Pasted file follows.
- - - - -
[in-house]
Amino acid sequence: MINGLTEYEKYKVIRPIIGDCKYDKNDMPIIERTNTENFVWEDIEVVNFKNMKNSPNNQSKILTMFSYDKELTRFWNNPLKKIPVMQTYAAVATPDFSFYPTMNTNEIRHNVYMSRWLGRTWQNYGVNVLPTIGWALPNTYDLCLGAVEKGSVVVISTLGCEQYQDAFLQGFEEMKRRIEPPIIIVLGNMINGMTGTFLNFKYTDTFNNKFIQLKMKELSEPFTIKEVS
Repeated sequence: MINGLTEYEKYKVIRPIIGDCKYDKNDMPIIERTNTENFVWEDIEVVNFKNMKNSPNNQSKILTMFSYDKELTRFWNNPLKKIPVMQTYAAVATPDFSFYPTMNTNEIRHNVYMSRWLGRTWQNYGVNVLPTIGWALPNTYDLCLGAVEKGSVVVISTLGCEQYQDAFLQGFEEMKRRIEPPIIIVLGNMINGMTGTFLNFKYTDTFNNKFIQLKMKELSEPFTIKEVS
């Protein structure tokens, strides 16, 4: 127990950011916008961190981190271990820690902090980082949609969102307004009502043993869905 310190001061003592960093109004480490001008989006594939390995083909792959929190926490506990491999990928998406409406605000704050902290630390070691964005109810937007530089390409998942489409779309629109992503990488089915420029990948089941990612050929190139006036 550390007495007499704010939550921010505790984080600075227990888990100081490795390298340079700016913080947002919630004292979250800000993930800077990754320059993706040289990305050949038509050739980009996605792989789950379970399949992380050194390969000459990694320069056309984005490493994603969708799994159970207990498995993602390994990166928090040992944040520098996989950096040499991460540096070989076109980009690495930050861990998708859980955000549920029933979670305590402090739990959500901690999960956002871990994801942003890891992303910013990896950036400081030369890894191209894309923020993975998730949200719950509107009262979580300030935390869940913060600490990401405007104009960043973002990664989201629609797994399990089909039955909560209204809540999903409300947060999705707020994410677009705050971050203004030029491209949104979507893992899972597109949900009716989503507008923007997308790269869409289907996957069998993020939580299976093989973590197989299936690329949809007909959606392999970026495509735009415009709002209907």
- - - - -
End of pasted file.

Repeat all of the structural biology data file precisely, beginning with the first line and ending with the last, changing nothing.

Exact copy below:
[in-house]
Amino acid sequence: MINGLTEYEKYKVIRPIIGDCKYDKNDMPIIERTNTENFVWEDIEVVNFKNMKNSPNNQSKILTMFSYDKELTRFWNNPLKKIPVMQTYAAVATPDFSFYPTMNTNEIRHNVYMSRWLGRTWQNYGVNVLPTIGWALPNTYDLCLGAVEKGSVVVISTLGCEQYQDAFLQGFEEMKRRIEPPIIIVLGNMINGMTGTFLNFKYTDTFNNKFIQLKMKELSEPFTIKEVS
Repeated sequence: MINGLTEYEKYKVIRPIIGDCKYDKNDMPIIERTNTENFVWEDIEVVNFKNMKNSPNNQSKILTMFSYDKELTRFWNNPLKKIPVMQTYAAVATPDFSFYPTMNTNEIRHNVYMSRWLGRTWQNYGVNVLPTIGWALPNTYDLCLGAVEKGSVVVISTLGCEQYQDAFLQGFEEMKRRIEPPIIIVLGNMINGMTGTFLNFKYTDTFNNKFIQLKMKELSEPFTIKEVS
């Protein structure tokens, strides 16, 4: 127990950011916008961190981190271990820690902090980082949609969102307004009502043993869905 310190001061003592960093109004480490001008989006594939390995083909792959929190926490506990491999990928998406409406605000704050902290630390070691964005109810937007530089390409998942489409779309629109992503990488089915420029990948089941990612050929190139006036 550390007495007499704010939550921010505790984080600075227990888990100081490795390298340079700016913080947002919630004292979250800000993930800077990754320059993706040289990305050949038509050739980009996605792989789950379970399949992380050194390969000459990694320069056309984005490493994603969708799994159970207990498995993602390994990166928090040992944040520098996989950096040499991460540096070989076109980009690495930050861990998708859980955000549920029933979670305590402090739990959500901690999960956002871990994801942003890891992303910013990896950036400081030369890894191209894309923020993975998730949200719950509107009262979580300030935390869940913060600490990401405007104009960043973002990664989201629609797994399990089909039955909560209204809540999903409300947060999705707020994410677009705050971050203004030029491209949104979507893992899972597109949900009716989503507008923007997308790269869409289907996957069998993020939580299976093989973590197989299936690329949809007909959606392999970026495509735009415009709002209907």